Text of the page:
Even a short piece of writing belongs in a world. It might not be this world, but it is a world with laws of its own. World building is the process of setting that all up in your head. Or on paper, if that’s how you need to do it. Most of the world you build has to stay off the pages of your writing. This is important to remember. A book that trickles in the laws, facts and ideas of the world as you read it is great. One that explains every aspect of the world as you go through it, isn’t. You’re reading the book for the story, not to get your head around a new set of laws.
All about the world (yawn)
I read the (unpublished) book of an aspiring fantasy author once. In the first 25 pages, the main character and his best friend mounted horses and started travelling. As they travelled, we found out about the genetic makeup of the people in the land, how they calculated weights and differences and the comparative value of their money. Nothing really happened, it was all exposition and explanation. It is really important that the author knows all of that stuff but the reader is seldom interested in it. It’s scaffolding and piping when what we really care about is the wallpaper and furniture.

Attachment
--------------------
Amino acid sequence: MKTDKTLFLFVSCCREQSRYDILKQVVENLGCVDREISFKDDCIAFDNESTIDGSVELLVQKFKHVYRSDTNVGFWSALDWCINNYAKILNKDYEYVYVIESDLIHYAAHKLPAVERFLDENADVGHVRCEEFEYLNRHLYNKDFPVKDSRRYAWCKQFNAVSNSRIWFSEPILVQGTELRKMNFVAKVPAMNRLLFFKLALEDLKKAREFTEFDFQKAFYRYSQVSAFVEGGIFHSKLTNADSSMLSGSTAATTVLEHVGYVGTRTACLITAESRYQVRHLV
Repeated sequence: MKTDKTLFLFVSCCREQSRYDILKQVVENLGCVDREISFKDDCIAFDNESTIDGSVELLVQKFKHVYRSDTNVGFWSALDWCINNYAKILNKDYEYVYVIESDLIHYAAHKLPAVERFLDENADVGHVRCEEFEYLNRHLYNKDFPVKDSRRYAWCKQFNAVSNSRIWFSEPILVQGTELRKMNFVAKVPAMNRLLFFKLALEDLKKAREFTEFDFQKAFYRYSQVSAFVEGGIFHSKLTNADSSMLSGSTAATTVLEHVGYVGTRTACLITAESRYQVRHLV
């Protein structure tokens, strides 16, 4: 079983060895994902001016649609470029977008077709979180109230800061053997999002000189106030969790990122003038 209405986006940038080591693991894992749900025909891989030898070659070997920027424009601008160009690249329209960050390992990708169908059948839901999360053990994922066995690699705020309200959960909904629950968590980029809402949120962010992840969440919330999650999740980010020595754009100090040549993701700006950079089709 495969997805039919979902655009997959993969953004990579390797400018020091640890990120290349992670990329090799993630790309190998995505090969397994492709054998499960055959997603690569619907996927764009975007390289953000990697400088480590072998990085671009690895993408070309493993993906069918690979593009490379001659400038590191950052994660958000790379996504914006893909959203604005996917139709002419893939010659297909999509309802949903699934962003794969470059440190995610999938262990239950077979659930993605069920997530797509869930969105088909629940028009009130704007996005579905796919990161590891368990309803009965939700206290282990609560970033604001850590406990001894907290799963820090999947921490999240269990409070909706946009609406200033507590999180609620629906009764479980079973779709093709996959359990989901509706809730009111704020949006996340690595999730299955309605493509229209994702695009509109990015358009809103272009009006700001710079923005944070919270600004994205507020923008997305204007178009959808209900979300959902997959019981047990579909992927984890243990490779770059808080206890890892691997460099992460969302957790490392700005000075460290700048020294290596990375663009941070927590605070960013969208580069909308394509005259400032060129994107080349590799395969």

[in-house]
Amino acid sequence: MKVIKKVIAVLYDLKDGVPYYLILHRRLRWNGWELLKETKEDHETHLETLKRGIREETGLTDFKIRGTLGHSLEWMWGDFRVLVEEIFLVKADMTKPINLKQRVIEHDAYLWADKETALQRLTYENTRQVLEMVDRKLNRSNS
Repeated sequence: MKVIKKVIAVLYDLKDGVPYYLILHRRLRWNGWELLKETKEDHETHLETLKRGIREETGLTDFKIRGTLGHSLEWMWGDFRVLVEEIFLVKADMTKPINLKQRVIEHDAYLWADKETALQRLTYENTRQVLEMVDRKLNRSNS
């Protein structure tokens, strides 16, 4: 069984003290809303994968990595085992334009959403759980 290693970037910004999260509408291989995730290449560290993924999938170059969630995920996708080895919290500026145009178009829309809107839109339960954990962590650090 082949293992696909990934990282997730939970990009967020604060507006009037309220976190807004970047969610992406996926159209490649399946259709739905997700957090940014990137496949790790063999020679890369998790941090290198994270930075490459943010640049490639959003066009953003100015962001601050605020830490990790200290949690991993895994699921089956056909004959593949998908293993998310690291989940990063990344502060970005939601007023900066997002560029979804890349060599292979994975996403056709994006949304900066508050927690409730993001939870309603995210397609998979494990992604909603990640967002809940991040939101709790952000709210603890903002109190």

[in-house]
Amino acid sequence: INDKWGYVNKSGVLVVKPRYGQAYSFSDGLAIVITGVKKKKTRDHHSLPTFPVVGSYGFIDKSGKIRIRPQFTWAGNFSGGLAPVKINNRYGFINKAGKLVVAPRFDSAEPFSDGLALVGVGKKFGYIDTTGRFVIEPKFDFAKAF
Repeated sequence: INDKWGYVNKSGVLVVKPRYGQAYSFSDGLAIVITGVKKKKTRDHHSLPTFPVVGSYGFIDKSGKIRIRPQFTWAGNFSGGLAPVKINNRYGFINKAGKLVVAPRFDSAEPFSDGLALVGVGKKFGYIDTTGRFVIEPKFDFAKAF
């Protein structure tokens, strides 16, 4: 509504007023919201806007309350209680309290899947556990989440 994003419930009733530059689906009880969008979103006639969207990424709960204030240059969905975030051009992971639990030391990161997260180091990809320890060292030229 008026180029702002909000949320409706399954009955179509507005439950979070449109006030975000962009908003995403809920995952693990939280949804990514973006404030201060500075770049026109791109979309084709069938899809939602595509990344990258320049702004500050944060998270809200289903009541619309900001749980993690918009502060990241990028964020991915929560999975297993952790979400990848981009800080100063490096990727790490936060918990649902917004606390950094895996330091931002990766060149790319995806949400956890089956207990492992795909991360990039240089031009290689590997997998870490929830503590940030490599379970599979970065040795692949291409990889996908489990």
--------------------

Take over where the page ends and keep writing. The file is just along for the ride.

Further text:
I love the expression “world-building”. Shaun Tan used it (but did not coin it) at the Book Festival when talking about all the drawings that he does around characters and compositions. He talked about illustration but it applies equally to writing. The world we write about has to make sense, be logical and consistent. I have lots of material that sets up the world but will never make it into a story. When I create a character, they often (but not always) have a detailed back story that won’t make it into the main story.
My need to know is much greater than that of my readers.